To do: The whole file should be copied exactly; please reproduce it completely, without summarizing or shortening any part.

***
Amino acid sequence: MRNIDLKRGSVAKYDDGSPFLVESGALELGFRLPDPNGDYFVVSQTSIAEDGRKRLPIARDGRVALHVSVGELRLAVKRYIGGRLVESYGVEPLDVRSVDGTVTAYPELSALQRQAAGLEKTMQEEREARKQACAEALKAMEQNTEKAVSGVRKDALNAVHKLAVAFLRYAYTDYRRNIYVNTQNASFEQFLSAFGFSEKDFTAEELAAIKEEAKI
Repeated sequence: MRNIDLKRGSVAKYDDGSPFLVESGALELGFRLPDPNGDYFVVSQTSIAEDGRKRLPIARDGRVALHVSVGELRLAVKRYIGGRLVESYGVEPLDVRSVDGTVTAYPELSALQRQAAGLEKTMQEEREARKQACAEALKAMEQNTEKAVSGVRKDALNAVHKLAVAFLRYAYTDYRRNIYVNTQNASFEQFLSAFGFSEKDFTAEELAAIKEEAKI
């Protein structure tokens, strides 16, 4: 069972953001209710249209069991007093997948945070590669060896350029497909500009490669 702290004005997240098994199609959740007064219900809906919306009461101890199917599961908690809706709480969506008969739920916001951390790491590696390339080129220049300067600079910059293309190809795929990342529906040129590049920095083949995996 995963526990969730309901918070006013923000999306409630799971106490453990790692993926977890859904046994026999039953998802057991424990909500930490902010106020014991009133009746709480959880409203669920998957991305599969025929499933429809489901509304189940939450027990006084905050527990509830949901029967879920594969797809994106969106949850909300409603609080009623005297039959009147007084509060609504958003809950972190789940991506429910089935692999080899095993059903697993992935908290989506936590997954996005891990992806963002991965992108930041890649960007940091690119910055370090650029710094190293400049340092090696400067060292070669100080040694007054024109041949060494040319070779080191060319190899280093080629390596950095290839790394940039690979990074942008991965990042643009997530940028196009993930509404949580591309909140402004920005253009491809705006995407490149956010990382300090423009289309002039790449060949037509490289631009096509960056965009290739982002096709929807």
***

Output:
Amino acid sequence: MRNIDLKRGSVAKYDDGSPFLVESGALELGFRLPDPNGDYFVVSQTSIAEDGRKRLPIARDGRVALHVSVGELRLAVKRYIGGRLVESYGVEPLDVRSVDGTVTAYPELSALQRQAAGLEKTMQEEREARKQACAEALKAMEQNTEKAVSGVRKDALNAVHKLAVAFLRYAYTDYRRNIYVNTQNASFEQFLSAFGFSEKDFTAEELAAIKEEAKI
Repeated sequence: MRNIDLKRGSVAKYDDGSPFLVESGALELGFRLPDPNGDYFVVSQTSIAEDGRKRLPIARDGRVALHVSVGELRLAVKRYIGGRLVESYGVEPLDVRSVDGTVTAYPELSALQRQAAGLEKTMQEEREARKQACAEALKAMEQNTEKAVSGVRKDALNAVHKLAVAFLRYAYTDYRRNIYVNTQNASFEQFLSAFGFSEKDFTAEELAAIKEEAKI
């Protein structure tokens, strides 16, 4: 069972953001209710249209069991007093997948945070590669060896350029497909500009490669 702290004005997240098994199609959740007064219900809906919306009461101890199917599961908690809706709480969506008969739920916001951390790491590696390339080129220049300067600079910059293309190809795929990342529906040129590049920095083949995996 995963526990969730309901918070006013923000999306409630799971106490453990790692993926977890859904046994026999039953998802057991424990909500930490902010106020014991009133009746709480959880409203669920998957991305599969025929499933429809489901509304189940939450027990006084905050527990509830949901029967879920594969797809994106969106949850909300409603609080009623005297039959009147007084509060609504958003809950972190789940991506429910089935692999080899095993059903697993992935908290989506936590997954996005891990992806963002991965992108930041890649960007940091690119910055370090650029710094190293400049340092090696400067060292070669100080040694007054024109041949060494040319070779080191060319190899280093080629390596950095290839790394940039690979990074942008991965990042643009997530940028196009993930509404949580591309909140402004920005253009491809705006995407490149956010990382300090423009289309002039790449060949037509490289631009096509960056965009290739982002096709929807």